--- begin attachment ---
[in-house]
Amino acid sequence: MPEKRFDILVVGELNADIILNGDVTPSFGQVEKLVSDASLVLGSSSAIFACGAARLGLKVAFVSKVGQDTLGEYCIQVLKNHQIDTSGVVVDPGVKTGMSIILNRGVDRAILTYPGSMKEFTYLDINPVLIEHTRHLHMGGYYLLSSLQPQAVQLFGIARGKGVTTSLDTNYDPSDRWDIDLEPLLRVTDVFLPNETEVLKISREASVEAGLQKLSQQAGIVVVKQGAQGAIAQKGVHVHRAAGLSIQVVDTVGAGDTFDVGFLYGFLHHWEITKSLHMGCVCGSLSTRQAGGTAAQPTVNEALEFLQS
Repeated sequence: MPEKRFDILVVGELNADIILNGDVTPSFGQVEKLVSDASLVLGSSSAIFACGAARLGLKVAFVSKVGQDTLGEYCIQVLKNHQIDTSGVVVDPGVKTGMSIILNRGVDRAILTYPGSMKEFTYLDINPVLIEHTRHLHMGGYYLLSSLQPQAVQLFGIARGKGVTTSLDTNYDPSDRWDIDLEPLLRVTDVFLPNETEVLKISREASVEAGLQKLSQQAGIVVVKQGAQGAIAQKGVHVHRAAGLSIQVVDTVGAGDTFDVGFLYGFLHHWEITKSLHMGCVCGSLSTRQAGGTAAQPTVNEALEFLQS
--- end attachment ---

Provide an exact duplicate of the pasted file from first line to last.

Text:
[in-house]
Amino acid sequence: MPEKRFDILVVGELNADIILNGDVTPSFGQVEKLVSDASLVLGSSSAIFACGAARLGLKVAFVSKVGQDTLGEYCIQVLKNHQIDTSGVVVDPGVKTGMSIILNRGVDRAILTYPGSMKEFTYLDINPVLIEHTRHLHMGGYYLLSSLQPQAVQLFGIARGKGVTTSLDTNYDPSDRWDIDLEPLLRVTDVFLPNETEVLKISREASVEAGLQKLSQQAGIVVVKQGAQGAIAQKGVHVHRAAGLSIQVVDTVGAGDTFDVGFLYGFLHHWEITKSLHMGCVCGSLSTRQAGGTAAQPTVNEALEFLQS
Repeated sequence: MPEKRFDILVVGELNADIILNGDVTPSFGQVEKLVSDASLVLGSSSAIFACGAARLGLKVAFVSKVGQDTLGEYCIQVLKNHQIDTSGVVVDPGVKTGMSIILNRGVDRAILTYPGSMKEFTYLDINPVLIEHTRHLHMGGYYLLSSLQPQAVQLFGIARGKGVTTSLDTNYDPSDRWDIDLEPLLRVTDVFLPNETEVLKISREASVEAGLQKLSQQAGIVVVKQGAQGAIAQKGVHVHRAAGLSIQVVDTVGAGDTFDVGFLYGFLHHWEITKSLHMGCVCGSLSTRQAGGTAAQPTVNEALEFLQS